A maxed-out liver: a case of acute-on-chronic liver failure.
A 51-year-old man from Puerto Rico with Child-Turcotte-Pugh Class C decompensated cirrhosis due to genotype 1a chronic hepatitis C was referred for worsening jaundice and diuretic-resistant ascites. He began experiencing symptoms of hepatic decompensation 5 months prior to referral with new-onset ascites and spontaneous bacterial peritonitis, evolving into diuretic-resistant ascites, increasing jaundice, and a MELD increase from 12 to 29. During his hospitalization, his MELD score increased to >40 from a rapidly increasing international normalized ratio (INR) and evolving type 1 hepatorenal syndrome. Clinically, the patient appeared quite well despite such a high MELD score. After an extensive pretransplant evaluation and exclusion of infection, he underwent successful orthotopic liver transplantation. After histologic examination of the explanted liver, he subsequently admitted to 5 months of daily use of a detoxifying supplement known as MaxOne (®), containing D-ribose- L-cysteine, consistent with a drug-induced acute-on-chronic liver failure. The use of complementary and alternative medicines and its potential for causing drug-induced liver injury and acute-on chronic liver failure requires a high index of suspicion and increased awareness among health care providers.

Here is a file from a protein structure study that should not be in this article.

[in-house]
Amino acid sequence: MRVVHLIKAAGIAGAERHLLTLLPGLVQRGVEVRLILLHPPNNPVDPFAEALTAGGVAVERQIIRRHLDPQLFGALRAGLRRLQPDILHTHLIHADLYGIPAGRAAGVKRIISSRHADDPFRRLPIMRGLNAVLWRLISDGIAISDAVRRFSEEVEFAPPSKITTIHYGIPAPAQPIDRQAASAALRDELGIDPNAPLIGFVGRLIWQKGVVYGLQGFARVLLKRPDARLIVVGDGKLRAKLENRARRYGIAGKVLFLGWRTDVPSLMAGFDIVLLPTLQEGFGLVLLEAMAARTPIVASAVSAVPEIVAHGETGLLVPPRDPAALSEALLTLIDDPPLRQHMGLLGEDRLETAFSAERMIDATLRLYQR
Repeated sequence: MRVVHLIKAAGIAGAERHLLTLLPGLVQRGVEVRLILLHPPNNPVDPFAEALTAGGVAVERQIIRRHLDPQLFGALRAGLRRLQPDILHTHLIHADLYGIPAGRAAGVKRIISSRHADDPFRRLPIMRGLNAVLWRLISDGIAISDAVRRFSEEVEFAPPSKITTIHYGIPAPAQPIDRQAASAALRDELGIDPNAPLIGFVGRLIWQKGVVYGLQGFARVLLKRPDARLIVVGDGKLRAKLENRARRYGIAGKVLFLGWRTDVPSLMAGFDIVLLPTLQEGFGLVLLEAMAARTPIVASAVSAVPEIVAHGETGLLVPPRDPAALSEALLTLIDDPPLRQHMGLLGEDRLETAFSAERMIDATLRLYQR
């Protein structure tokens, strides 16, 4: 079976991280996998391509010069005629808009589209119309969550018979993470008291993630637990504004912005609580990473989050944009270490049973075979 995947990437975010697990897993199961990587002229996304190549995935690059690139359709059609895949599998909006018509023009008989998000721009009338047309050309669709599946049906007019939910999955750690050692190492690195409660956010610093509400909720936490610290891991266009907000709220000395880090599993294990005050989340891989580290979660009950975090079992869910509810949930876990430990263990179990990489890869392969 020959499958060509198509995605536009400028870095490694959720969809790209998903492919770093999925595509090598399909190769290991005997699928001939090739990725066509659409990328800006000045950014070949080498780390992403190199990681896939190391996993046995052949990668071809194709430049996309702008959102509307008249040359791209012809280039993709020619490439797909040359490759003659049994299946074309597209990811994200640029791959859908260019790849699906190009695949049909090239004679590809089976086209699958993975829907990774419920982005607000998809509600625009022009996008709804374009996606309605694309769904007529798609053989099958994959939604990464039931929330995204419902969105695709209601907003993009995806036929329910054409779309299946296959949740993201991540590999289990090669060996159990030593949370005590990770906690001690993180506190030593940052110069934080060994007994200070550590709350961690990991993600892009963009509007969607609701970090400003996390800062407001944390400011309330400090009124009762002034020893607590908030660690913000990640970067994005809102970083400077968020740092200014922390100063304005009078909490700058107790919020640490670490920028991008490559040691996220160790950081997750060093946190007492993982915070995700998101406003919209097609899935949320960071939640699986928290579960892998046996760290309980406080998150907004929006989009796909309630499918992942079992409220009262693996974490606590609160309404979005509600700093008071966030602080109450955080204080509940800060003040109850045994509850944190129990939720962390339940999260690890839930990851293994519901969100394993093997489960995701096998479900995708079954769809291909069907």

Division of Liver Diseases, The Mount Sinai Medical Center, One Gustave L. Levy Place, New York, NY 10029, USA.
SourceSeminars in liver disease 31:4 2011 Nov pg 420-6
Drug-Induced Liver Injury
End Stage Liver Disease
Hepatitis C, Chronic
Liver Failure, Acute
Pub Type(s)Case Reports